- Ballet de l’Opéra National de Paris
- Place des Arts’ Salle Wilfrid-Pelletier
You know those intermissions that seem to drag on for far too long? That's how Les Grands Ballets Canadiens seemed to regard the absence from Montreal of the Ballet de l'Opéra National de Paris, which on Thursday performed at Place des Arts' Salle Wilfrid-Pelletier for the first time in 47 years.
This great company brought with it a work that had also taken a lengthy break from the stage – 150 years, the span between the last Parisian performances of the romantic ballet-pantomime Paquita in 1851, and the day in 2001 in which a resuscitated form of the work reappeared. A ballet unperformed is usually a ballet forgotten, and indeed choreographer Pierre Lacotte had to draw most of the revived Paquita from his imagination, while retaining portions of a famous suite of dances added by Marius Petipa in 1881 to the ballet's last Russian incarnation.
The work as danced is a sympathetic and erudite guess at what the first audiences might have seen, or even felt, while absorbing the skimpy tale of a supposed gypsy lass and the young French aristocrat who falls in love with her. Luisa Spinatelli's sets, a system of tea-stained gauzy cloths painted in taupe and grey, encouraged the impression that we were peering straight into the past.
The mid-19th century was a great and formative period for the stage gypsy, that long-lived caricature of actual Roma people. Prosper Mérimée's novella Carmen appeared in print in 1845, one year before Paquita arrived on the stage.
But Paquita is a stage gypsy as far from Carmen as could be – girlish at first, with nothing exotic about her, dancing in very clean open movements. As performed by Amandine Albisson, she seemed quite transparent as a character, and in ballet, this kind of transparency signals virtue and even innocence, which was never a quality of the stage gypsy. Her opening steps would have sown doubt about her Roma nature in the minds of a 19th-century audience, and indeed she later discovers she's really the kidnapped daughter of a French nobleman. Lacotte's choreography actually recreates the essentialist view of the time: Paquita doesn't dance like a gypsy because she isn't one by blood. This is emphasized in Act I by the contrast with Inigo, her gypsy would-be lover, danced with great flair by Audric Bezard, whose en l'air entrance number hinted at the kind of technical display Lacotte had in store for later.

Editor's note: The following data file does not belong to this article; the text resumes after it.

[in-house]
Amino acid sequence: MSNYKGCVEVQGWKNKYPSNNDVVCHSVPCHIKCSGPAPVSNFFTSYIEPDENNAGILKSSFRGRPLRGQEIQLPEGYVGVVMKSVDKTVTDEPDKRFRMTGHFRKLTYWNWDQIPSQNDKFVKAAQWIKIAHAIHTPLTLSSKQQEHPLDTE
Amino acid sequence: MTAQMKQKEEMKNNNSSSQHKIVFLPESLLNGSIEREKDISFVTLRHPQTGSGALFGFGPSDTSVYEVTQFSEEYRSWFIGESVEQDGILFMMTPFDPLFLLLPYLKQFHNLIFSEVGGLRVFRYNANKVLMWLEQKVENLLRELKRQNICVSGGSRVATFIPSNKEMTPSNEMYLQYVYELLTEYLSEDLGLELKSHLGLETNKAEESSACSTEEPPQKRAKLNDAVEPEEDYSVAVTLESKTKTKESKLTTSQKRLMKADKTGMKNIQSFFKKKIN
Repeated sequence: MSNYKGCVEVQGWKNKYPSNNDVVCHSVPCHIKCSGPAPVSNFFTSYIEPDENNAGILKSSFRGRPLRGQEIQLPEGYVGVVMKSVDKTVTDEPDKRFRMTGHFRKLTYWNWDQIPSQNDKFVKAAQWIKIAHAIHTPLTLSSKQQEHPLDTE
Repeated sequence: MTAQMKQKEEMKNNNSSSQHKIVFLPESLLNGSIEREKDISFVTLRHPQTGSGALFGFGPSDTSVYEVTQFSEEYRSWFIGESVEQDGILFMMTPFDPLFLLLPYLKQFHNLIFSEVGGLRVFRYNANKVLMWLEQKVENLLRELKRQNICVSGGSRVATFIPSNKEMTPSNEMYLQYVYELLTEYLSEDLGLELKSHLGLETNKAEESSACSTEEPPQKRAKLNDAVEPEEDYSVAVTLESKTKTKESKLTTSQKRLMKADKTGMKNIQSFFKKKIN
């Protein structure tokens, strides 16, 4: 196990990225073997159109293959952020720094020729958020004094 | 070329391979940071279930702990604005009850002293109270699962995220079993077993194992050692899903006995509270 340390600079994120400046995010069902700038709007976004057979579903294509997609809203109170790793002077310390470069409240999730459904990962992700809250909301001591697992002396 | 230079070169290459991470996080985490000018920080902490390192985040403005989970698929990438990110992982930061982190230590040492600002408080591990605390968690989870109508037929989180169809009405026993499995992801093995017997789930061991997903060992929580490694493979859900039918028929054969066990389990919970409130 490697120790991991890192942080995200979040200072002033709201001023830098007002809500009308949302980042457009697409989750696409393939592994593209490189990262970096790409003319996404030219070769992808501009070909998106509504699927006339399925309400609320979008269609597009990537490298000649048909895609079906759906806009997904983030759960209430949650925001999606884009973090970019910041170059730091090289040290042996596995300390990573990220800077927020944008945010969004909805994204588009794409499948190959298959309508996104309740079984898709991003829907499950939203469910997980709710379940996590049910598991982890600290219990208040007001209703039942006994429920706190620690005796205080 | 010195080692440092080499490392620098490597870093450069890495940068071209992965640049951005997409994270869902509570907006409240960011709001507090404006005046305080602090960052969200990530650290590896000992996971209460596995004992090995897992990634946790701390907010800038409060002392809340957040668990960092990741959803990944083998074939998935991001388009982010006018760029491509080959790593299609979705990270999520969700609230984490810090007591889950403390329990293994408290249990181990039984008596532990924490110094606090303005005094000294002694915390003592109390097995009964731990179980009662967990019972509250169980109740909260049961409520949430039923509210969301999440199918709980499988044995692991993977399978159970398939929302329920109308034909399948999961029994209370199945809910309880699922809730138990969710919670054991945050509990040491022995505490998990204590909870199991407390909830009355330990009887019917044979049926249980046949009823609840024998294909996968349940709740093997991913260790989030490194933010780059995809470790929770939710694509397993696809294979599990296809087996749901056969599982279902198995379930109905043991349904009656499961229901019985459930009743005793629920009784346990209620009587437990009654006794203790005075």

Lacotte's style for much of the ballet is precise, soft-edged and restrained, as befits an effort to revive the look of early Romantic ballet. He's a very musical choreographer, who at his best follows the feeling of the melody, not just its contour. This was beautifully displayed in Albisson's first duet alone with her Lucien (Josua Hoffalt), an elegant and emotionally efficient encounter in which the couple's movements often gave new depth to conductor David Coleman's arrangement of the fluent original score by Édouard Deldevez (and in later scenes by Ludwig Minkus).
Lacotte is also a skillful creator of dances for the corps de ballet, and brought his admirable corps into the action whenever possible. He took a cue from Petipa's famous "choral" pas de deux – in which the women of the corps echo the steps of the supported female lead – to show off the corps even when the principal pair might be expected to hold the stage alone. In a waltz section of the second act Grand Pas, Lacotte replicated the choral effect with two lines of couples that echoed the movements of the main pair. He also produced some strong dances for the men of the corps, including a spectacular number with capes in Act 1, and a warriors' dance in Act 2, performed in the uniforms of Napoleonic officers.
The choreographer's feeling for the period extended also to its love of mime, deployed with such economy that the thin plot business of the second act – exposing a foiled murder plot on Lucien, and revealing Paquita's true parentage – was over in two minutes. That left plenty of time for the plotless celebratory dancing that completed the elevation of Paquita and Lucien, not just as united lovers, but as the supreme balletic pair whose skill makes them worthy of such happiness.
The final scenes were an escalating trial of their prowess, demanding a great sequence of leaps and pirouettes from Albisson, as well as a string of fouettés to rival the famous 32 in Swan Lake. Hoffalt showed off his most athletic moves since the brilliant round of grand jetés that closed his first solo in Act 1, while displaying the elegance and apparent ease that marked the performance of the entire ballet.
Paquita leaves Montreal on Oct. 19, but the ballet's reappearance as a full-length work has another chapter in store, one that anyone can witness in a live stream broadcast from the Bavarian State Ballet on Jan. 11. That's when a revisioning by Russian choreographer Alexei Ratmansky – working with a small phalanx of dance and notation scholars – will be loosed on the world, less than a month after its Munich premiere. The company's website calls it a "reconstruction and new creation in one" – an apt description also of Lacotte's fine work.